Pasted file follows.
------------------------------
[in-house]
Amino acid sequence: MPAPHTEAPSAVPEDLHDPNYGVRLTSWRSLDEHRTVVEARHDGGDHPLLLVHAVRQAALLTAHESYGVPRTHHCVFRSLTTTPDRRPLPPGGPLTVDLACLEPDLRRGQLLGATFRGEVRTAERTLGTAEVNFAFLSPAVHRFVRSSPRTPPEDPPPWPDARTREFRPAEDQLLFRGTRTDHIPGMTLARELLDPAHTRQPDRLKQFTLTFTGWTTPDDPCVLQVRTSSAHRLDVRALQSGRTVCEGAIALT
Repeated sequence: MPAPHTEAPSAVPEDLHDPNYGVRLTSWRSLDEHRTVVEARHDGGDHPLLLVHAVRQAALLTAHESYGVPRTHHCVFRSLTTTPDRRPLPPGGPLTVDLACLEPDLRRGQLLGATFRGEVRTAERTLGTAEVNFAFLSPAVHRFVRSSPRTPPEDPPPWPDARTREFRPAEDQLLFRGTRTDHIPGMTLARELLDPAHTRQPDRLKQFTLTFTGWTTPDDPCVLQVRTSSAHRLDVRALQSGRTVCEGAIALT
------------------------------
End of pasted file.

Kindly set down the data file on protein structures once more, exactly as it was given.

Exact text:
[in-house]
Amino acid sequence: MPAPHTEAPSAVPEDLHDPNYGVRLTSWRSLDEHRTVVEARHDGGDHPLLLVHAVRQAALLTAHESYGVPRTHHCVFRSLTTTPDRRPLPPGGPLTVDLACLEPDLRRGQLLGATFRGEVRTAERTLGTAEVNFAFLSPAVHRFVRSSPRTPPEDPPPWPDARTREFRPAEDQLLFRGTRTDHIPGMTLARELLDPAHTRQPDRLKQFTLTFTGWTTPDDPCVLQVRTSSAHRLDVRALQSGRTVCEGAIALT
Repeated sequence: MPAPHTEAPSAVPEDLHDPNYGVRLTSWRSLDEHRTVVEARHDGGDHPLLLVHAVRQAALLTAHESYGVPRTHHCVFRSLTTTPDRRPLPPGGPLTVDLACLEPDLRRGQLLGATFRGEVRTAERTLGTAEVNFAFLSPAVHRFVRSSPRTPPEDPPPWPDARTREFRPAEDQLLFRGTRTDHIPGMTLARELLDPAHTRQPDRLKQFTLTFTGWTTPDDPCVLQVRTSSAHRLDVRALQSGRTVCEGAIALT